Halo by AmorphisRelease date: February 11, 2022
Label: Atomic Fire
Welly, welly, welly, well. This was quite a ride that is like a turbo-powering experience waiting to happen. For Finland’s own Amorphis, who had been around for 32 years, they had taken the ingredients of melodic death metal. Mixing it in with doom and Nordic folklore to unbelievable results. Thirteen albums in the can and three EPs later, Amorphis are keeping the machines pumping out for more.
With their fourteenth studio release on the Atomic Fire label entitled Halo, they have unleashed a magnifying beast that is waiting to attack. While I’m very new to Amorphis’ music, Halo is a real killing machine for 2022. And the centerpieces that are on this album, is worth checking out.
From the exhilarating video game-like score with brutal attacks from guitars, drums, monstrous and angelic vocals on ‘Windmane’, you can hear midsections of the music from the NES classic Mega Man 2 from the 8-bit sounds of the keyboards, followed by organ, epic riffs, and blistering solo work climbing up to Mount Everest.
‘On The Dark Waters’ sees Amorphis going into the watery depths of the middle-eastern sounds from India before going into the battlefield that Jani, Santeri, Tomi, and the doubling guitar styles between Holopainen and Koivusaari head into whilst returning to the stiar-sque midsection and climatic end towards the finish line.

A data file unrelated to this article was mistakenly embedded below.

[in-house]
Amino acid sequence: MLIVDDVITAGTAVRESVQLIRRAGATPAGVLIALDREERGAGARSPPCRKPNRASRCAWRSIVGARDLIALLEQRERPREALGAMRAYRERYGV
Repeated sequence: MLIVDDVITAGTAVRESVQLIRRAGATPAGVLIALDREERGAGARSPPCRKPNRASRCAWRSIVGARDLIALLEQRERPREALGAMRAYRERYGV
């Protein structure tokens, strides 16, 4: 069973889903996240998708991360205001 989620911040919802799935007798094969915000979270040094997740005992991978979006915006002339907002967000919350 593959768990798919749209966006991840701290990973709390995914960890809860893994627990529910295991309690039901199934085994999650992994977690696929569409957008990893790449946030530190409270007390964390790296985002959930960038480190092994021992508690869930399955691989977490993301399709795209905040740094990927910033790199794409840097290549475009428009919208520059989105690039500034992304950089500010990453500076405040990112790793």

‘The Moon’ features some of the techniques that the Floyd and Journey did from The Division Bell and the second track ‘One More’ from their 1996 comeback release Trial By Fire. Not only Joutsen has the cookie monster vocals, but has an angelic side also.
There’s something Jekyll and Hyde about the arrangements on the third track that Joutsen goes for. He has created this characterisation of going through this mental state which is hard to get out of. With those symphonic structures that Kallio brings to the table, it becomes a clock-ticking scenario as it reaches midnight for the character’s demise.
‘When The Gods Come’ is as prog to the core by going for the jugular with battling lead sections, marching riffs, monody piano and organ sounds, followed by thunderous arrangements to get your fists pumping. The title-track is a fight for survival.
Here, Joutsen and Scardust’s Noa Gruman take turns in their vocals. In the middle of the song, Noa pours her vocalisations during the acoustic rain dropping sequence while the duo guitars return to kick the door down for Joutsen taking Noa’s hand and fly off into the night.
Paatos’ Petronella Nettermalm brings the Halo story to an end on ‘My Name is Night’. Both share a duet together as they channel the Diablo Swing Orchestra’s ‘Justice for Saint Mary’ from Pandora’s Piñata by dancing in this macabre-like waltz, knowing that the battle is far from over. While they have a long way to go to bring peace in the valley, the operatic forms leaves listeners on this massive cliffhanger not knowing what will happen next.
At the end of Halo, I wished Amorphis had turned this into a 2-CD set. Because I can imagine there’s a lot more that was left off during the recording sessions on the making of this album. But this is a real corker that the band have opened the champagne bottle to give 2022 a massive hardcore punch.